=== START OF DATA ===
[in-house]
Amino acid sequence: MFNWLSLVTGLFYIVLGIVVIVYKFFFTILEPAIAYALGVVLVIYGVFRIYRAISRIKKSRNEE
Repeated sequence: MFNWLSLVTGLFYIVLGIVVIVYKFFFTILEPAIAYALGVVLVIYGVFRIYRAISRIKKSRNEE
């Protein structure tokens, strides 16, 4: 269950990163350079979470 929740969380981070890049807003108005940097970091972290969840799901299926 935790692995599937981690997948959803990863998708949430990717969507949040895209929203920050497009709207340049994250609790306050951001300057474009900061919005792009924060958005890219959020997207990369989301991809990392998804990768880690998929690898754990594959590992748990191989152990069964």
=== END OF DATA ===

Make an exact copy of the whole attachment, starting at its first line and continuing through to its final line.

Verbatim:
[in-house]
Amino acid sequence: MFNWLSLVTGLFYIVLGIVVIVYKFFFTILEPAIAYALGVVLVIYGVFRIYRAISRIKKSRNEE
Repeated sequence: MFNWLSLVTGLFYIVLGIVVIVYKFFFTILEPAIAYALGVVLVIYGVFRIYRAISRIKKSRNEE
């Protein structure tokens, strides 16, 4: 269950990163350079979470 929740969380981070890049807003108005940097970091972290969840799901299926 935790692995599937981690997948959803990863998708949430990717969507949040895209929203920050497009709207340049994250609790306050951001300057474009900061919005792009924060958005890219959020997207990369989301991809990392998804990768880690998929690898754990594959590992748990191989152990069964």